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Educating Out and Giving Back: Adults’ Conceptions of Successful Outcomes of African American High School Students from Impoverished Rural Communities

Author(s): Farmer, T. W. | Dadisman, K. | Latendresse, S. J. | Thompson, J. | Irvin, M. J. | Zhang, L.

Journal: Journal of Research in Rural Education
ISSN 1551-0670

Volume: 21;
Issue: 10;
Date: 2006;
Original page

Keywords: rural education | rural schools and communities | African Americans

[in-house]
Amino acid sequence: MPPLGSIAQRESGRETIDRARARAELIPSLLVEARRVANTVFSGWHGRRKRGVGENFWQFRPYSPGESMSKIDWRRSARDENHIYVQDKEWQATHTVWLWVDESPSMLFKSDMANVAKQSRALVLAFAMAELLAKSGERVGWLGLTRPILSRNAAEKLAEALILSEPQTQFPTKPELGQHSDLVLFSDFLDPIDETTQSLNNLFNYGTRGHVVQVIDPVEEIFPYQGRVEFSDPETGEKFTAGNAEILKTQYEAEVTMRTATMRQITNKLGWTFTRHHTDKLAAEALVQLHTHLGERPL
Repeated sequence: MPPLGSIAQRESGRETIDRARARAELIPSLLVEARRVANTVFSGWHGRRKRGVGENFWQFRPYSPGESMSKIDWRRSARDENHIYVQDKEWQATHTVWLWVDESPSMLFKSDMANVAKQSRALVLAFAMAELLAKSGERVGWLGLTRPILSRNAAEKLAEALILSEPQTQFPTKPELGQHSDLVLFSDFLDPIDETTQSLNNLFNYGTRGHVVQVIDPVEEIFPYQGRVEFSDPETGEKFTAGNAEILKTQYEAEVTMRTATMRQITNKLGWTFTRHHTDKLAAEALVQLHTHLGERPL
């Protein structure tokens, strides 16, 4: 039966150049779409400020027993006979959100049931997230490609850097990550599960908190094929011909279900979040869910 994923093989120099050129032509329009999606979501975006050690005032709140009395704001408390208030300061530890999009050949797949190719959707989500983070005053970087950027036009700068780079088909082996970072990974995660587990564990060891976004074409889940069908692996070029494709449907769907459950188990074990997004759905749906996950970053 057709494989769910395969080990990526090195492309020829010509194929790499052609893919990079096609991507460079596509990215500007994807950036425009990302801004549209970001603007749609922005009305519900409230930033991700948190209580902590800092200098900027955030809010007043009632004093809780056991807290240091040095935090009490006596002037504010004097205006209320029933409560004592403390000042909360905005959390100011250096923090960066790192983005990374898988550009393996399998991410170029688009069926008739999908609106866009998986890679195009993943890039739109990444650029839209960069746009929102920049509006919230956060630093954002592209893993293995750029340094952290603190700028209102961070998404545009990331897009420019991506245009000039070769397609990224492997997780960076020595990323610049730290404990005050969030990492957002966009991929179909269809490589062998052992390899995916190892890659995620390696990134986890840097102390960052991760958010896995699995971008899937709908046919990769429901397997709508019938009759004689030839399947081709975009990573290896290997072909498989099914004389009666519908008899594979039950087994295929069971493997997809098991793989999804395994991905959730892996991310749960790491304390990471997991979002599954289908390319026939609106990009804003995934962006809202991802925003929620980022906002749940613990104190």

This study examined community adults’ conceptions of successful early adult outcomes for rural African American adolescents from 2 low-resource communities in the Deep South. Focus groups were conducted with parents, teachers, and community leaders. Parents also completed semistructured phone interviews. The focus groups identified 2 general types of successful outcomes. One type involved youth leaving their hometowns to attain their educations and establish careers and then reconnecting with the community (i.e., “giving back”). The 2nd type involved youth establishing themselves in the community as employed adults to support themselves and their families. Parents also described a variety of successful outcomes related to education, employment, living arrangements, and family and community involvement. Barriers to success included involvement with drugs and alcohol, peer pressure, and a lack of community-level supports (e.g., jobs, youth programs, extracurricular activities, educational opportunities).
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